Roukes’ thesis research at Cornell elucidated the electron-phonon bottleneck at ultra low temperatures; the hot electron effect that is now recapitulated in texts on solid state transport physics. Stated in simplest terms, when electrons carry current in normal conductors, they heat up. At low temperatures and, now, in nanoscale devices at ordinary temperatures, their ability to dissipate this heat can be significantly impaired. This has generic implications for the operation of powered nanodevices.

After earning his Ph.D., Roukes spent seven years as a Member of Technical Staff / Principal Investigator in the Quantum Structures Research group at Bell Communications Research in New Jersey, focusing on mesoscopic physics of electron transport in nanostructures. Roukes left Bellcore to become a tenured Associate Professor of Physics at Caltech in 1992, rising to full professorship in 1995, and subsequently became Professor of Physics, Applied Physics, and Bioengineering in 2000. Upon moving to Caltech, his principal research focus changed to nanoelectromechanical systems (NEMS). As the earliest pioneer in this field, DARPA engaged Roukes to organize the first international workshop on NEMS in 1999, followed by a large international conference and school on nanoscale and molecular mechanics in 2002. The many alumni from his group continue to advance this field at major universities in the U.S. and abroad. Roukes' other research efforts at Caltech have focused on thermal properties of nanostructures, semiconductor spintronics, and, more recently, nanobiotechnology.

In 2002 Roukes was named the founding Director of the Kavli Nanoscience Institute (KNI) at Caltech. After stepping down between 2006–2008, to focus on co-founding the international Alliance for Nanosystems VLSI (very large scale integration) and to pursue collaborative research on NEMS VLSI in connection with a Chaire d’Excellence in Nanoscience in Grenoble (with scientists at CEA/LETI-Minatec), Roukes returned as co-Director of the KNI in 2008.

Roukes was named a recipient of a National Institutes of Health Director's Pioneer Award in 2010. In 2012 he was named Chevalier (Knight) of the Ordre des Palmes Académiques by the Republic of France.Among his groups' principal achievements at Bell were observation of quenching of the Hall effect in a quasi-one-dimensional wire, elucidation of electron-boundary scattering in quantum wires, invention of "anti"-dots and elucidation of commensurability effects in this system, first elucidation of chaotic transport in mesoscopic conductor, and direct measurement of the transmission matrix for a mesoscopic conductor. Among his groups' principal achievements at Caltech are development of the first nanoelectromechanical systems, measurement of the quantum of thermal conductance, first attainment of attogram mass resolution with a NEMS resonator, first measurement of nanodevice motion at microwave frequencies, discovery of the giant planar Hall effect in semiconducting ferromagnets, observation and control of a single domain wall in a ferromagnetic semiconducting wire, first demonstration of zeptogram-scale mass sensing, first coupling of a qubit to a NEMS resonator, and first demonstration of nanomechanical mass spectrometry of single protein molecules. Roukes has authored or co-authored highly cited general interest articles on nanophysics, nanoelectromechanical systems, spintronics, and quantum electromechanics.Roukes and his collaborators have been issued 49 patents in his fields of research.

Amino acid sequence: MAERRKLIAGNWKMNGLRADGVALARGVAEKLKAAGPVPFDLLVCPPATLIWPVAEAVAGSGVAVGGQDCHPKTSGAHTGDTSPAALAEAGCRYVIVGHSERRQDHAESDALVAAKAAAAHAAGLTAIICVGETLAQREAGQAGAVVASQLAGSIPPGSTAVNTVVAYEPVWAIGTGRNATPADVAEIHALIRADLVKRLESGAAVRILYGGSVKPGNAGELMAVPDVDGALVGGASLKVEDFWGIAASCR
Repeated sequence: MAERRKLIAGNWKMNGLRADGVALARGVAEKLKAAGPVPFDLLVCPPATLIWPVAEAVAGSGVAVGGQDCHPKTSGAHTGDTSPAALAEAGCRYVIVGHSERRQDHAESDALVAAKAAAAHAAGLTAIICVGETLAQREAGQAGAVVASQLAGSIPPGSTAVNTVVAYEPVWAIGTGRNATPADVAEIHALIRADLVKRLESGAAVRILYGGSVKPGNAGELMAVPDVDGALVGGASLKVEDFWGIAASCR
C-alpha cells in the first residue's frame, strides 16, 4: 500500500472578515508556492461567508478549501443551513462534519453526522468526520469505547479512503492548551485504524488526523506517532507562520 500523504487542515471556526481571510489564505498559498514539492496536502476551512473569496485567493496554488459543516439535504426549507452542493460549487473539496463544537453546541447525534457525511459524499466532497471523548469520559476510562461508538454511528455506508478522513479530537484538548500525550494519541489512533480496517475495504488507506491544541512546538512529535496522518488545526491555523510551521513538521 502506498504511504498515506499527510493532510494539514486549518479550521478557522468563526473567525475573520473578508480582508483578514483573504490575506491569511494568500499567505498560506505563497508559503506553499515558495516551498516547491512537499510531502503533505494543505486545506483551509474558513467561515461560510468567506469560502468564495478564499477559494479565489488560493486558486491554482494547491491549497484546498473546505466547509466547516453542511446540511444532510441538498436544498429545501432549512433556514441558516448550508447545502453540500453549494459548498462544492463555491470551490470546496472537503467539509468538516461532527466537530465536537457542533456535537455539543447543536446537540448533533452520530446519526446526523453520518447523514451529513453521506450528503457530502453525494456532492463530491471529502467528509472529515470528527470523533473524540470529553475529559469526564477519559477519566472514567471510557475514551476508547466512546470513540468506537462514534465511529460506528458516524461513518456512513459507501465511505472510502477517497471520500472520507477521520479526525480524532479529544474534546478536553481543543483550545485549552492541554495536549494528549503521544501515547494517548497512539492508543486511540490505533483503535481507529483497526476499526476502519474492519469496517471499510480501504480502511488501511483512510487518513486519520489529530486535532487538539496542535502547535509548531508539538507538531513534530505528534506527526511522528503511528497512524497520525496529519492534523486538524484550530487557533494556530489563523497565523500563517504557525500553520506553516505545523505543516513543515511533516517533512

An electron micrograph of the quantum of thermal conductance device, taken by postdoc Keith Schwab and colorized by Roukes, was acquired for the permanent collection of the Museum of Modern Art in 2008.Roukes organized TEDxCaltech: Feynman’s Vision - The Next 50 Years, held on January 14, 2011, which celebrated the genius of Caltech physicist Richard Feynman in a series of forward-looking talks in the TED (conference) format. Subsequently, he organized TEDxCaltech: The Brain, which was held on January 19, 2013 at Caltech. Talks from these events can be found online.